A constituent came to me with a tragic story about her son’s death, and the aftermath of not being able to visit her grandchildren. Her 24 year old son passed away in March of 2019. He left behind a son of his own, who is now three years old. The mother of the child decided to deny visitation to the paternal grandparents. For a family already grieving, this is a nightmare of a situation. As a parent, you never expect your child to precede you in death. As a grandparent who has already lost a child, you never imagine being told that you don’t have the right to see your grandchild.
When a parent dies, the law does not give the child’s grandparents automatic or guaranteed visitation rights. Grandparents have to go through major legal hurdles to show a court that not having contact with the child in the future would ultimately harm the child. In visitation cases, if the surviving parent objects, the person seeking visitation must prove “actual harm” to the child if visitation is denied.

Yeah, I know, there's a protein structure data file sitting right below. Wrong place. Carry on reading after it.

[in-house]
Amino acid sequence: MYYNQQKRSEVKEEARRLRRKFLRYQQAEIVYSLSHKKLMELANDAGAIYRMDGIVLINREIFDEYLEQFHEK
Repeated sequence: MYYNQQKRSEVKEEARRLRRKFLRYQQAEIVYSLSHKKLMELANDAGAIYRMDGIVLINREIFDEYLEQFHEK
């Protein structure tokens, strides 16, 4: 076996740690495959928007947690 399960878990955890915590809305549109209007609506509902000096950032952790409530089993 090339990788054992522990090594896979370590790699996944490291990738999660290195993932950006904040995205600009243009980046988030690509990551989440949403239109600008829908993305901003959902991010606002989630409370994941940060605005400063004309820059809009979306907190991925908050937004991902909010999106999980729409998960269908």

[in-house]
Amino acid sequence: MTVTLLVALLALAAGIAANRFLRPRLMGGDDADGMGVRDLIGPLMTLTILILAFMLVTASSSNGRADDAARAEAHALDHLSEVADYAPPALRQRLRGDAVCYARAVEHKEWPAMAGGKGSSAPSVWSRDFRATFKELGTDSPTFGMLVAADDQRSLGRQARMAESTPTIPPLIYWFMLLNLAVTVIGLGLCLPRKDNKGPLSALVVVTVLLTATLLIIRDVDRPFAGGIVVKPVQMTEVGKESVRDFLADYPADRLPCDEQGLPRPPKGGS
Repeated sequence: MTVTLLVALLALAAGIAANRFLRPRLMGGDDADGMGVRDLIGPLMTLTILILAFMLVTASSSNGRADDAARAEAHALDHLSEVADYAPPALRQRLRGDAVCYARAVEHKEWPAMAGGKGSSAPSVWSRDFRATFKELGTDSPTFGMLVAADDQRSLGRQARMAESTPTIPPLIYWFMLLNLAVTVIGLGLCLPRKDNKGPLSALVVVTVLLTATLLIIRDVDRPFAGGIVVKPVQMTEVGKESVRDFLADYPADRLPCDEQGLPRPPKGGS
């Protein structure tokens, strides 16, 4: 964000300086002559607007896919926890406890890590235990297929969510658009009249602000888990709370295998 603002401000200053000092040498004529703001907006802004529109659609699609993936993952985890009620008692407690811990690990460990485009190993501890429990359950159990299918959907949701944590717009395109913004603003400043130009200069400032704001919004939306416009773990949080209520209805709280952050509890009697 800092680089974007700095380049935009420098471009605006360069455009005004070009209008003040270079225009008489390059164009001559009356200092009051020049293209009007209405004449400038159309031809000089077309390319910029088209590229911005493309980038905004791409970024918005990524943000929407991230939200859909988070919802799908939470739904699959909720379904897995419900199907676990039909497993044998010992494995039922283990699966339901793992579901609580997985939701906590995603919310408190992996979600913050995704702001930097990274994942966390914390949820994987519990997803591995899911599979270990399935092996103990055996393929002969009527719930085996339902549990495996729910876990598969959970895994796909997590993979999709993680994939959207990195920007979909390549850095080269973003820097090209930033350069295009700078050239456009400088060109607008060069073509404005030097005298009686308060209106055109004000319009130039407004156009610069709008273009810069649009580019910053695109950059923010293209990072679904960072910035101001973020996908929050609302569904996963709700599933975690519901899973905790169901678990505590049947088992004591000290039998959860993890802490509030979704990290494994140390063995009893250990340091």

This is why I’m sponsoring a bill that will help grandparents keep a relationship with a grandchild(ren) when their child dies. SB571 gives the judge a list of reasons he may consider when a grandparent petitions for visitation instead of the current heavy burden of proof a grandparent must present now to even be considered. This is limited to cases where a grandparent’s child is the parent of the child for whom visitation is sought, and that parent is deceased.
This bill passed out of committee easily last night. We heard compelling and empathetic testimony from attorneys who have represented grandparents in these same situations.